Recession in the US, policy options for India
Hopes that the impact of the housing loan crisis in the US would be limited have now faded. The crisis has spread to other countries and potential losses of up to half a trillion dollars are estimated. This is big by any standards and has the potential to generate serious negative impact on the global economy.
The US economy has perceptibly slowed down and, in all likelihood, is headed for a recession. This will weaken global economic growth this year and perhaps next year. With a $13 trillion economy (compared to India’s $1 trillion and China’s of $3 trillion) the US accounts for nearly 22 per cent of the world GDP.
When the US stalls, the rest of the world economy splutters. The notion that emerging economies like China and India have decoupled and
could maintain high growth rates despite the US recession is anything but wishful thinking.
The decline in US consumption demand; the negative investors’ sentiment; and the possible flow back of capital to OECD countries in search of safer havens and for building up battered balance sheets will surely impact India’s export and growth prospects.
India’s economic performance is now inextricably linked to global economic growth. This is not surprising as external account transactions (exports and imports of goods and services) account for more than 52 per cent of India’s GDP today.
What then can India’s policy makers do to weaken the negative fallout from a likely US recession?
IMF Managing Director Dominique Strass Kahn, during a recent trip to New Delhi, suggested that countries like India and China should use both monetary and fiscal policy measures to try and generate more domestic demand to compensate for slackening external demand. This will also allow these countries to absorb rising US exports, which will help restore global economic balance by seeing a decline in US trade and current account deficit.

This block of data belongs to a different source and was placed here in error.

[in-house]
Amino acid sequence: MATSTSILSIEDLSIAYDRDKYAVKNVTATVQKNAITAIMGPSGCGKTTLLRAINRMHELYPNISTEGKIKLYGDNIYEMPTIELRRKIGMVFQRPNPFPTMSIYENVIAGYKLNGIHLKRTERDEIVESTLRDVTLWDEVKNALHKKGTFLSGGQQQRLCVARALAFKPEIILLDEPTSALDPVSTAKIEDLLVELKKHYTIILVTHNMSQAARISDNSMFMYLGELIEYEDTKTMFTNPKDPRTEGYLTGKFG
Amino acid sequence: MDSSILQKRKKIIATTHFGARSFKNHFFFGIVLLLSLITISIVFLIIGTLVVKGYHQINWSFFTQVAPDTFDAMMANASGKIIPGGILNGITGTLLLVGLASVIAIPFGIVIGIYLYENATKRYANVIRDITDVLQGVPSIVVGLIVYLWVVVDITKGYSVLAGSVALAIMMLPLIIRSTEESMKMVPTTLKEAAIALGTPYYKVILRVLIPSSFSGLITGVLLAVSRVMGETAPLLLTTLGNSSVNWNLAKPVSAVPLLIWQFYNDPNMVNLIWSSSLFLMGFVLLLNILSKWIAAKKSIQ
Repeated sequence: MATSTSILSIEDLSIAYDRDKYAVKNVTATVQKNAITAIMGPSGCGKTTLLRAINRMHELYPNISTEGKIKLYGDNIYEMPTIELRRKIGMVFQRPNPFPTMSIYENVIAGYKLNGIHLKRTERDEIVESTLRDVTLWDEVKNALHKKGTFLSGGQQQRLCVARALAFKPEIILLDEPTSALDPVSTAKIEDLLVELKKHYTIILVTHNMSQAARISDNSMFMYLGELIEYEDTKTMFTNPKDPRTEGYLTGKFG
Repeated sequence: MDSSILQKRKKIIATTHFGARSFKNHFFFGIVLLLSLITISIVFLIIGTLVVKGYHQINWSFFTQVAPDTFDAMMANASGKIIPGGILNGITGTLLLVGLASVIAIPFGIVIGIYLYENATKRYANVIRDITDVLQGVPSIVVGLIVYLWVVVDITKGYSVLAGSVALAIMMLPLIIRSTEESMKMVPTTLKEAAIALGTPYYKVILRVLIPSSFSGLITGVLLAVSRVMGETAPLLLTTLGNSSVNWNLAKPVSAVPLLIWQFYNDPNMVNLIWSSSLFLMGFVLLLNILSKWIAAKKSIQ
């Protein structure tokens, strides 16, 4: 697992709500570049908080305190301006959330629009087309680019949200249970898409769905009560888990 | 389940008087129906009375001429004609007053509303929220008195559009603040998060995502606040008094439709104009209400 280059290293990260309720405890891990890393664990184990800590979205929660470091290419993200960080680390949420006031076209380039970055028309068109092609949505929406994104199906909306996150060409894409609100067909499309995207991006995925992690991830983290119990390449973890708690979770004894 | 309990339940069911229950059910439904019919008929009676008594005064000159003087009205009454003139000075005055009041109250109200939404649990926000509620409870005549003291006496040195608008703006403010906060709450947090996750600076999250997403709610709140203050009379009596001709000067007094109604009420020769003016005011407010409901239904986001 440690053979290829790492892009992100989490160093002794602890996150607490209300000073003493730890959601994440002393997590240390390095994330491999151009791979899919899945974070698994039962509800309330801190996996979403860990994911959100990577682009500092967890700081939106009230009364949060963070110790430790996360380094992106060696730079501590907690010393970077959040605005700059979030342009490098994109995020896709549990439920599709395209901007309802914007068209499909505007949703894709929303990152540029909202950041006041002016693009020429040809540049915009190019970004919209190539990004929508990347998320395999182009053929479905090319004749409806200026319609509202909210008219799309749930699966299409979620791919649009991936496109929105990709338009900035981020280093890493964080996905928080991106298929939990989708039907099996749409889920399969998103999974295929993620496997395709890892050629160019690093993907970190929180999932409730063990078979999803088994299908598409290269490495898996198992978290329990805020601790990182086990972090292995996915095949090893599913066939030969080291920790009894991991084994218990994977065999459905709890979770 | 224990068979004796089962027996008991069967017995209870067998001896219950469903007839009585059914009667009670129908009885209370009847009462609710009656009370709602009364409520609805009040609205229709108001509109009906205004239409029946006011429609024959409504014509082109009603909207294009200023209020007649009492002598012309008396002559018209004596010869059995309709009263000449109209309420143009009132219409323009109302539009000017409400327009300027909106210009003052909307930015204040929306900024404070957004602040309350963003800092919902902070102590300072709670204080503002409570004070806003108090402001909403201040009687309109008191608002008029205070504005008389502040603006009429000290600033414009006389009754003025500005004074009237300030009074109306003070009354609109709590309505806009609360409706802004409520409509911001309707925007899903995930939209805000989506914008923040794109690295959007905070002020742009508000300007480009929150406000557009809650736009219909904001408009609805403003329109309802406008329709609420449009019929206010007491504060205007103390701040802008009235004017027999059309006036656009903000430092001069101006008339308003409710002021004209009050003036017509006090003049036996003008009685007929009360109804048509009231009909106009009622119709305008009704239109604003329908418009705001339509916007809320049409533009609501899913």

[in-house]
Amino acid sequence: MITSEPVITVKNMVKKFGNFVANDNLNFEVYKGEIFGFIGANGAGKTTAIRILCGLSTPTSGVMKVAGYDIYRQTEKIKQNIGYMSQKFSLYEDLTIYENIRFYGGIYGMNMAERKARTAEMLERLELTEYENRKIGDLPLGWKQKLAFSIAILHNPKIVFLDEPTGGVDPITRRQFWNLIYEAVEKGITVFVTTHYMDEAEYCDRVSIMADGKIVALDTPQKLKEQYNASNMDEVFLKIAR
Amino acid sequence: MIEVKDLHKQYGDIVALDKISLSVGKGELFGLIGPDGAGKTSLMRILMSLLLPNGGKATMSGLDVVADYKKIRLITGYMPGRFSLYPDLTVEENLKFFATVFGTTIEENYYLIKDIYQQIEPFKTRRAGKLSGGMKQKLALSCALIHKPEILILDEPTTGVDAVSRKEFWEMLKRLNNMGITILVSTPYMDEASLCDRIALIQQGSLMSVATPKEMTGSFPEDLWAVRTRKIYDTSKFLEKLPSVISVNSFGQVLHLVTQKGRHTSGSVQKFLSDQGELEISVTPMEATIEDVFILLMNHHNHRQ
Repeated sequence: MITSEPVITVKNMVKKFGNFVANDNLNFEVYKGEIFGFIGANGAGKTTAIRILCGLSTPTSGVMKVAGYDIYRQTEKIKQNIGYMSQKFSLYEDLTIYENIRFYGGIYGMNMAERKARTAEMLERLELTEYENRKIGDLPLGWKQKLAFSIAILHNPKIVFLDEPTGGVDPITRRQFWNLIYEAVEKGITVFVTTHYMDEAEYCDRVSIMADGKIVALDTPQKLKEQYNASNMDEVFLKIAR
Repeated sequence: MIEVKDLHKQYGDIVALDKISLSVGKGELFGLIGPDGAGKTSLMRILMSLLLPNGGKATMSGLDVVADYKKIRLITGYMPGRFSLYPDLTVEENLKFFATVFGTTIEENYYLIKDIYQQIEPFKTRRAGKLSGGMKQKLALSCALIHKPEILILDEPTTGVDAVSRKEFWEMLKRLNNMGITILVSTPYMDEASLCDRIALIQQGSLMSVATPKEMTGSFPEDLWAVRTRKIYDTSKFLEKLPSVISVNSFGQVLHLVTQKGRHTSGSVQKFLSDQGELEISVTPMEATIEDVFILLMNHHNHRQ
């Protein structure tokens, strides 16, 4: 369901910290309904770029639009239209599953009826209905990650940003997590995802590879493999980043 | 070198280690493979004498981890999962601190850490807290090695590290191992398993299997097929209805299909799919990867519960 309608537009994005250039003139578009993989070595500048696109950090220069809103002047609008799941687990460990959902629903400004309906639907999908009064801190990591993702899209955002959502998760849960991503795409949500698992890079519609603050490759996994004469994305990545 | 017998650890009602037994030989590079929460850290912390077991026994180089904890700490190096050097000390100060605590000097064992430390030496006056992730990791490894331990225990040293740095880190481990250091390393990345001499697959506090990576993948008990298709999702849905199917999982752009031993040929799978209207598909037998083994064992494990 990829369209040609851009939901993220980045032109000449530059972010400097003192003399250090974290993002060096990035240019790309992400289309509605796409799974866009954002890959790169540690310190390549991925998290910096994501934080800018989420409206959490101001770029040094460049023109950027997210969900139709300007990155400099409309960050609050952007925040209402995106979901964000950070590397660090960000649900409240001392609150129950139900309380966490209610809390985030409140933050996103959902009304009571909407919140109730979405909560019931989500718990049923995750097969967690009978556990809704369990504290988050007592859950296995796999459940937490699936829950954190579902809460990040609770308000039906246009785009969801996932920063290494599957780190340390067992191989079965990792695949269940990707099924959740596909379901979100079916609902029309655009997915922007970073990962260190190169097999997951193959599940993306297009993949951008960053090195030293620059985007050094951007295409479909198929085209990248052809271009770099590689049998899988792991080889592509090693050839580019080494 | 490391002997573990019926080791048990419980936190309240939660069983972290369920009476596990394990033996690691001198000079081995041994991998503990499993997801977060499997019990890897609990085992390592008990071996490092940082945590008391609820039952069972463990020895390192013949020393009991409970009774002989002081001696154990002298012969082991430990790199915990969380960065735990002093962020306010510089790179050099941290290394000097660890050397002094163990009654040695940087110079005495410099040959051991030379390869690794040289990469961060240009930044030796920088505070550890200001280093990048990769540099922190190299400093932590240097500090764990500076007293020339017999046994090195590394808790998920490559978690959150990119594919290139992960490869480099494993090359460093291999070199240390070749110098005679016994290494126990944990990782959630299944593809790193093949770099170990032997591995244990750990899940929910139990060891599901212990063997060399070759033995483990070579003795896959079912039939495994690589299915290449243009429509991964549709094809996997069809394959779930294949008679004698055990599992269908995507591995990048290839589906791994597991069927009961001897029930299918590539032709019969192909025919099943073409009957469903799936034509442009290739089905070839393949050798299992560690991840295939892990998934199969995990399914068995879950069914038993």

The fiscal option could be relevant for India this year because of the 40 per cent-plus increase in direct tax revenues. This wouid provide the headroom for increasing public infrastructure expenditure and sustain investment demand. But in India there are always many pressures for increasing subsidies and transfer payments and this pressure will be enormous in an election year.
The Finance Minister would do well to resist these pressures and allocate more resources for infrastructure, which have a stronger positive impact on economic growth.
The important issue is whether it is appropriate at this time to adopt a pro-growth monetary policy stance or target the policy to counter inflation. We are an inflation sensitive polity, as most clearly reflected in the Prime Minister’s recent speech. In the election year the pressures to keep prices in check will be as strong if not stronger as those on increasing subsidies. Sustaining growth may look a bit esoteric to the common voter or political worker.
But clearly policy makers know better and realise that a precipitous decline in growth rates can create its own serious problems. Given the need to sustain export growth in a slackening external environment, the most important policy measure would be to prevent further rupee appreciation and in fact to try and bring it down to below forty to a dollar.
A cut in interest rates will help reduce the upward pressure on the rupee by hopefully moderating inward capital flows.This can be done in a calibrated manner with a 25 basis point reduction to be followed by another, if inflation remains subdued. The Indian economy has to be taken through the coming global slowdown while sustaining its growth momentum. This will call for careful policy shepherding and I think we are up to it.
The writer is Director of Indian Council for Research in International Economic Relations and a member of National Security Advisory Board
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